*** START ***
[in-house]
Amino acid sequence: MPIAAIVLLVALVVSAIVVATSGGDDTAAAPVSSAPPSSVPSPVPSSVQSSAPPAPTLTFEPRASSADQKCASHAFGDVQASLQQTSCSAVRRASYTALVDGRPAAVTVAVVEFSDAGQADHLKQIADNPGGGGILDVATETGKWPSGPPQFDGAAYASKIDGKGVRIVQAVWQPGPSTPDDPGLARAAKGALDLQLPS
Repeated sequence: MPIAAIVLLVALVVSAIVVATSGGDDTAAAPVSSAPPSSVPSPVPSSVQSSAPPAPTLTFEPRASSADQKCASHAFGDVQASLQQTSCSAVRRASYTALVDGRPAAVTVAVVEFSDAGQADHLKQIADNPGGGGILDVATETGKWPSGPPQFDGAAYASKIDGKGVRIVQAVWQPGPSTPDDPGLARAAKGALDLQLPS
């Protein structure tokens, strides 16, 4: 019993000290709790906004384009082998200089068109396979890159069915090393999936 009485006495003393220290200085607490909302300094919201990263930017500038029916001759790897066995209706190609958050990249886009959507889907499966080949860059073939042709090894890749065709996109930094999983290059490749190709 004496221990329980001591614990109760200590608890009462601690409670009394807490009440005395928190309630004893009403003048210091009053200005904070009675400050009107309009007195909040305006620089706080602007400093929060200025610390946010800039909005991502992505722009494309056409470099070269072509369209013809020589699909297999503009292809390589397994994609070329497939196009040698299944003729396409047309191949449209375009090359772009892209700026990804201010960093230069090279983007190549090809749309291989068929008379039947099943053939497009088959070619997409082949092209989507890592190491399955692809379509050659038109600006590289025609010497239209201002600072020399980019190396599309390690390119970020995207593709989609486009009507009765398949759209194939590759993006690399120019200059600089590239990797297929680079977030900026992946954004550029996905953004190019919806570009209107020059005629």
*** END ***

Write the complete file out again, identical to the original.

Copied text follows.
[in-house]
Amino acid sequence: MPIAAIVLLVALVVSAIVVATSGGDDTAAAPVSSAPPSSVPSPVPSSVQSSAPPAPTLTFEPRASSADQKCASHAFGDVQASLQQTSCSAVRRASYTALVDGRPAAVTVAVVEFSDAGQADHLKQIADNPGGGGILDVATETGKWPSGPPQFDGAAYASKIDGKGVRIVQAVWQPGPSTPDDPGLARAAKGALDLQLPS
Repeated sequence: MPIAAIVLLVALVVSAIVVATSGGDDTAAAPVSSAPPSSVPSPVPSSVQSSAPPAPTLTFEPRASSADQKCASHAFGDVQASLQQTSCSAVRRASYTALVDGRPAAVTVAVVEFSDAGQADHLKQIADNPGGGGILDVATETGKWPSGPPQFDGAAYASKIDGKGVRIVQAVWQPGPSTPDDPGLARAAKGALDLQLPS
């Protein structure tokens, strides 16, 4: 019993000290709790906004384009082998200089068109396979890159069915090393999936 009485006495003393220290200085607490909302300094919201990263930017500038029916001759790897066995209706190609958050990249886009959507889907499966080949860059073939042709090894890749065709996109930094999983290059490749190709 004496221990329980001591614990109760200590608890009462601690409670009394807490009440005395928190309630004893009403003048210091009053200005904070009675400050009107309009007195909040305006620089706080602007400093929060200025610390946010800039909005991502992505722009494309056409470099070269072509369209013809020589699909297999503009292809390589397994994609070329497939196009040698299944003729396409047309191949449209375009090359772009892209700026990804201010960093230069090279983007190549090809749309291989068929008379039947099943053939497009088959070619997409082949092209989507890592190491399955692809379509050659038109600006590289025609010497239209201002600072020399980019190396599309390690390119970020995207593709989609486009009507009765398949759209194939590759993006690399120019200059600089590239990797297929680079977030900026992946954004550029996905953004190019919806570009209107020059005629």